- Sam Federdirector of the documentary Disclosure, which premiered at the 2020 Sundance Film Festival.
- Yance Fordaward-winning director who became the first openly transgender director nominated for an Academy Award for his film Strong Island in 2018.
- Jen Richardsa transgender writer, actress, producer and activist. She is featured in the documentary Disclosure, which premiered Monday at the Sundance Film Festival.
- Chase Strangiodeputy director for transgender justice with the ACLU’s LGBT & HIV Project.
As South Dakota becomes the latest state to pass anti-transgender legislation in the state’s lower house, we look at how trans people have been depicted in film and television over the last century. The film “Disclosure: Trans Lives on Screen,” which premiered at the 2020 Sundance Film Festival, traces trans representation from the 1914 silent film “A Florida Enchantment” to the Oscar-winning 1999 film “Boys Don’t Cry” to the new hit television series “Pose.” Through in-depth interviews with transgender actors, activists and writers, the documentary reveals the way Hollywood and the media both manufacture and reflect widespread misunderstandings and prejudices against transgender people. The film also champions the transgender people in film and television who have fought and continue to fight tirelessly for accurate and dignified representation on screen. We speak with the film’s director, Sam Feder, as well as actress Jen Richards, Emmy Award-winning director Yance Ford and ACLU lawyer Chase Strangio — all of whom are featured in “Disclosure.”
AMY GOODMAN: This is Democracy Now! I’m Amy Goodman. This is The War and Peace Report. We’re broadcasting from the Sundance Film Festival in Park City, Utah.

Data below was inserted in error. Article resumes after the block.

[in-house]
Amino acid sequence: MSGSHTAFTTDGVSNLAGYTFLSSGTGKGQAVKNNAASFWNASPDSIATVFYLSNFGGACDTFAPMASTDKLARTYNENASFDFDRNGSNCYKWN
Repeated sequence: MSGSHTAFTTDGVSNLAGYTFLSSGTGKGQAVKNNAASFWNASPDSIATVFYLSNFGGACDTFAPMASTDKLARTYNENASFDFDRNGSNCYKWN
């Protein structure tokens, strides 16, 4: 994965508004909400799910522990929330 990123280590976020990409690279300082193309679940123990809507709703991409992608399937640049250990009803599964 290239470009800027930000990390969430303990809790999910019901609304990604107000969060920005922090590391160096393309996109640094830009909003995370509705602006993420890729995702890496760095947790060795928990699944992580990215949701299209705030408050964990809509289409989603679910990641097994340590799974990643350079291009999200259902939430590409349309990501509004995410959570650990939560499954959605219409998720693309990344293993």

In South Dakota, the Republican-controlled House passed a bill Wednesday that criminalizes gender-affirming surgery for transgender youth. The bill, which sailed through the House by a two-to-one margin, would make it a felony for doctors to provide anyone under the age of 16 with puberty blockers, hormones and other transition-related healthcare. Medical professionals who provide this care could face up to 10 years in prison. Parents and health professionals say the bill will take away life-saving treatments for transgender youth. This came the same week a South Dakota lawmaker introduced two more anti-trans bills into the Legislature, the latest of more than 25 anti-LGBTQ bills introduced around the country this year.
As this assault on transgender lives takes place in South Dakota and across the country, we turn to a groundbreaking film that just premiered here at the Sundance Film Festival. It’s called Disclosure: Trans Lives on Screen. The documentary examines the depiction of transgender people in television and film for more than a century, from the 1914 silent film A Florida Enchantment to the Oscar-winning 1999 film Boys Don’t Cry to the new hit television series Pose. Through in-depth interviews with transgender actors, activists and writers, the documentary reveals the way Hollywood and the media both manufacture and reflect widespread misunderstandings and prejudices against trans people. The film also champions the trans people in film and television who have fought and are fighting tirelessly for accurate and dignified representation on screen.